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Fenced Out

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DeAnne Toto June 6, 2013
 

DeAnne Toto

China introduced “Operation Green Fence” in February, and recyclers in the United States began feeling its effects in March. As I write this in early May, the topic is still very much on the minds of domestic recyclers, as many of them wonder whether the initiative will last through November as the Chinese government has indicated.

The effects of Operation Green Fence illustrate just how much influence China continues to exert on secondary commodity markets in the United States, even though the country’s economic growth is said to be losing its momentum. Pricing has softened for a number of commodities, including some recovered fiber grades, copper and commodity-grade plastics. Some materials, such as old newspapers (ONP) and mixed paper from single-stream material recovery facilities (MRFs), according to sources, simply are not moving overseas any more for fear of rejection. Other sources say shippers are reticent to ship clean postindustrial plastic scrap to China because if trace amounts of unwanted materials are present, it can lead to trouble for the shipper in terms of rejections and demurrage charges.

According to PPI Pulp & Paper Week, pricing for recovered fiber destined for export to China declined nearly across the board for transactions in May. DLK (double-lined kraft) saw steep declines, falling by $12 per ton to $188 out of Los Angeles, which includes the Port of Long Beach.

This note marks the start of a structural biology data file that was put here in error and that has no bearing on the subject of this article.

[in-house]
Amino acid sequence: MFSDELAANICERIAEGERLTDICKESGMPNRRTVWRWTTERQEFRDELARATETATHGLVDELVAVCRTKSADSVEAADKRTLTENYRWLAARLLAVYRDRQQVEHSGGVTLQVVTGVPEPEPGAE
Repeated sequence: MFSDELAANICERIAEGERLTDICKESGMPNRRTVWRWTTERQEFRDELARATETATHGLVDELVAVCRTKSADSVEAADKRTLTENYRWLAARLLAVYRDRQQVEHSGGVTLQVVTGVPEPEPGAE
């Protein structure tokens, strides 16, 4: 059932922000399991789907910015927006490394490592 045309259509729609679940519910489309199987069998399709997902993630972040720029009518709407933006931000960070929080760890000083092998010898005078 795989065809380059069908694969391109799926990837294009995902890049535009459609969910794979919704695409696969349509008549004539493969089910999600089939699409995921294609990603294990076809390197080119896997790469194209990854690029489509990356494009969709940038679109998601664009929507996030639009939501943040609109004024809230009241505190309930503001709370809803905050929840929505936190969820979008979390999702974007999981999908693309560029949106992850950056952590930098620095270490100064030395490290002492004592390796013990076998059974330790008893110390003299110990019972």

Pricing for commodity-grade secondary plastics is declining more quickly than that for engineering grades, sources say. They also express reserve on the part of U.S. buyers, who they say are purchasing smaller amounts of material in anticipation that pricing will decline further as a result of China’s enforcement of its existing policies.

Copper scrap naturally also has felt the effects of China’s crackdown on incoming shipments of scrap material, considering how much of the material the country consumes. According to the London Metal Exchange, the price of copper per metric ton declined from $8,069.55 in February to $7,202.57 in March.

Some recyclers express hope that Chinese consumers of scrap materials will become frustrated with the declining flow of recyclables into the country and urge the central government to ease off of its aggressive inspections. Others wonder if the lower commodity prices were an intended consequence of Operation Green Fence. While the answers to these questions are far from clear for the time being, recyclers say they hope the situation will become less murky with time.

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